Balance, Moderation, and Variety Define Healthier Holiday Eating

It doesn’t seem possible. We’ve hardly put away our swimsuits and sandals. But the annual season of feasting and overindulging is rapidly approaching. This seemingly endless trick of temptation starts with Halloween candy and continues with Thanksgiving, the holidays, through New Year’s and beyond to Super Bowl festivities and Valentine’s Day chocolates.

Statistics for how much weight Americans tend to gain during this end-of-the-year smorgasbord vary from one pound to 10, but it’s undoubtedly a tough time for anyone trying to eat healthfully. But it’s more than just overeating, because exercise becomes collateral damage, as well. According to the National Center for Health Statistics, most Americans (~60 percent) do not engage in vigorous, leisure-time physical activity. Add in the time demands of the holidays and the urge to stay inside because of the weather, and you have a recipe for even more inactivity.

With all this working against us, how can we keep from overeating and under-exercising during this season of gluttony? It begins with understanding: Many factors combine to increase the urge to overeat during this season. They include:

  • Food-focused celebrations. We normally socialize with friends and family, enjoying food and drink. And on special occasions, such as holidays, the availability and quantity of social fare increases, raising the temptation to overindulge. The pressure to give in can be great, as we don’t want to put a damper on the merrymaking or disappoint loved ones who have toiled to present good treats. And the alcohol served at many social events can also destroy our resolve to eat in moderation.
  • Stress. As if there weren’t enough stress in everyday life, holiday obligations and expectations add to the strain. There’s much to do and accomplish in a short period, and that extra work can be overwhelming. It can add to stress, and the stress can lead to overeating.
  • Exhaustion. The demands of fall/winter festivities can leave people feeling sluggish and sleep-deprived. And when people are tired, they’re more likely to overeat.
  • Emotional eating. Some people use food to soothe sadness, anxiety, dissatisfaction, or loss. Others simply use any celebration as an excuse to overindulge. Holiday marketing of food and consumerism contributes to the excess as well, and even people who have been trying to eat healthy throughout the year may give in. Comfort and nostalgia play roles, as well.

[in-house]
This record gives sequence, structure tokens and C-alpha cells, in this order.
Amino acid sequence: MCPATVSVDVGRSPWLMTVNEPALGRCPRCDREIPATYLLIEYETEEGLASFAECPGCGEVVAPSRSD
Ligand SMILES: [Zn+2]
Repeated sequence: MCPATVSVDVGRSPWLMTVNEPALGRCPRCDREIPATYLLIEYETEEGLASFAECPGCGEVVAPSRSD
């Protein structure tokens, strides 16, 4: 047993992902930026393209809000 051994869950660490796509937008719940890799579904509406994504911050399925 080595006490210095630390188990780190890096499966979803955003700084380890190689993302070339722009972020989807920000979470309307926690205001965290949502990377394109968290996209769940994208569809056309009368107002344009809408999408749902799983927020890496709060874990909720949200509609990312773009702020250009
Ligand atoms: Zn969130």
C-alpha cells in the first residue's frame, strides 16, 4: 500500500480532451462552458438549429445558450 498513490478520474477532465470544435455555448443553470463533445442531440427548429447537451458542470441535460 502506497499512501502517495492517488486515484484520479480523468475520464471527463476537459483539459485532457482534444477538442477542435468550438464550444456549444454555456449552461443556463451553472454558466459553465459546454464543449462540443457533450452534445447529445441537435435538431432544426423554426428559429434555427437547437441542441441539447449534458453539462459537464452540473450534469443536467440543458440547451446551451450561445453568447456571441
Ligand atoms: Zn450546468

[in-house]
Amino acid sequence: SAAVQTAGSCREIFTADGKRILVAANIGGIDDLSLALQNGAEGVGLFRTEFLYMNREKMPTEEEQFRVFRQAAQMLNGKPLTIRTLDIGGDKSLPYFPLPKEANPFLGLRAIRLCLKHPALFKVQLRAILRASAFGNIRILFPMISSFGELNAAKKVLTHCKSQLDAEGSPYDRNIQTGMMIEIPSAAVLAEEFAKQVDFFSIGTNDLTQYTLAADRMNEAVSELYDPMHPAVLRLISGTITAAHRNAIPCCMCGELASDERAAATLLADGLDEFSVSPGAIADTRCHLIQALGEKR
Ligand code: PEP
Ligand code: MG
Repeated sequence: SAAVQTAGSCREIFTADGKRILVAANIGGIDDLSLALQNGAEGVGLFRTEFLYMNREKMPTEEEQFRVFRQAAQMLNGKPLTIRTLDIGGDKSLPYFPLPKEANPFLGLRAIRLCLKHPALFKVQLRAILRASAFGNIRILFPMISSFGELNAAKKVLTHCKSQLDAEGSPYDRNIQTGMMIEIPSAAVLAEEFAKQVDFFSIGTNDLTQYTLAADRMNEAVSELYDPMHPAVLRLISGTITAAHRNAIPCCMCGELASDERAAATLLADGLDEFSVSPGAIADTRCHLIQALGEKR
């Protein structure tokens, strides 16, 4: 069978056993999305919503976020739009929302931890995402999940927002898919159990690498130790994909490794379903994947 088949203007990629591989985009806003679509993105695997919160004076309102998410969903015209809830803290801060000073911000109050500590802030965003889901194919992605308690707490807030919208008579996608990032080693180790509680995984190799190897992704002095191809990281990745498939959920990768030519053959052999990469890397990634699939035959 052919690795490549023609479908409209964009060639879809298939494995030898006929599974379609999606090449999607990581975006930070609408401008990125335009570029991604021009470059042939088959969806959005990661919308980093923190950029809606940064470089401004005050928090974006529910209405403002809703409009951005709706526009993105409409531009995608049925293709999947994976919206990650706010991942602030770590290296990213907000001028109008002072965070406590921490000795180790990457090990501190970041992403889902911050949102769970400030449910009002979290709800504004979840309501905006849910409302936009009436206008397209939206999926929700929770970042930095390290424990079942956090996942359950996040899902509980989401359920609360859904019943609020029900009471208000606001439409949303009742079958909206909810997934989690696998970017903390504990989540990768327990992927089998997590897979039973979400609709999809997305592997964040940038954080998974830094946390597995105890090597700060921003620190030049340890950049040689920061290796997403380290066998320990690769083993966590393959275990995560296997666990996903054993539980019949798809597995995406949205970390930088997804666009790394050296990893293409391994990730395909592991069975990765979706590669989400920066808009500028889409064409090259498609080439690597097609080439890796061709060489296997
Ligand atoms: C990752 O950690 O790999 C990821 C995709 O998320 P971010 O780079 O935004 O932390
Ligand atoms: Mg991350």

• Cold weather. Some people crave high-calorie comfort food and drink when the mercury dips.

The same factors that contribute to overeating can also lead to physical inactivity. And, of course, overfull stomachs from all that holiday feasting, as well as stress, exhaustion, and cold weather, can dampen the best of workout intentions.

Keys to survival and a healthier holiday season

To make the feasting season a healthier one, experts say, it’s important to practice awareness, manage your stress and emotions, and plan in advance.

Practice Awareness. Be conscious of what you eat and how much. Allow yourself some special treats on the holidays but have moderate servings. When there’s a lot of food available, try an appetizer-sized helping of each dish instead of dishing up a full serving. Don’t deprive yourself, but be aware of content and calories. When possible, avoid foods rich in fats, salt, sugar and preservatives.

Experts agree this is a good season to be realistic, rather than the best time for weight loss. They recommend trying to maintain weight instead of losing it. Keep it all in perspective. You don’t have to indulge every minute for three months. Allow some treats for those special days, then get back into your healthy routine the next day.

Manage Stress and Emotions. One way to keep stress at a minimum is to lower your expectations about holidays. Ask for help to lighten your holiday schedule. Host a potluck holiday meal instead of cooking dinner. Or serve it buffet style instead of having a sit-down meal. Learn to say “no,” in a courteous manner, to activities and food that aren’t in your best interest. And at social events, don’t fill silence with food. Talk and make new friends, and even if you’re sad, try turning to people for comfort instead of food.

Plan in Advance. Eat a little before you go to a holiday gathering; hunger can undo the best intentions. Also, avoid sources of temptation whenever you can. After visiting a buffet, leave the room that’s filled with food. If there are sweets in the office break room, don’t go there. If you’re given unhealthy food as a gift, bring it to the office to share. Also, if you’re traveling for the holidays, pick up some healthy, portable snacks at the grocery store before you leave so you’re less likely to be tempted by unhealthy options.

Think about what really matters during this busy time of year, and plan accordingly. Figure out what you absolutely have to do, then let go of the rest, and find time to fit in walks and exercise wherever and however you can.

The bottom line, the experts say, is to try to maintain a healthy lifestyle both in and outside of the fall/winter feasting season. Constant weight gains and losses can be harmful to your health and your psyche. Keep in mind that celebrations are really about family and friends, not food. Balance, moderation, and variety are keys to better health.

Be sure to check out the CBIA Healthy Connections wellness program at your company’s next renewal. Employees in this program have access to tools and information that can help improve their overall physical and mental well-being. The program is free to both you and your employees as part of your participation in CBIA Health Connections!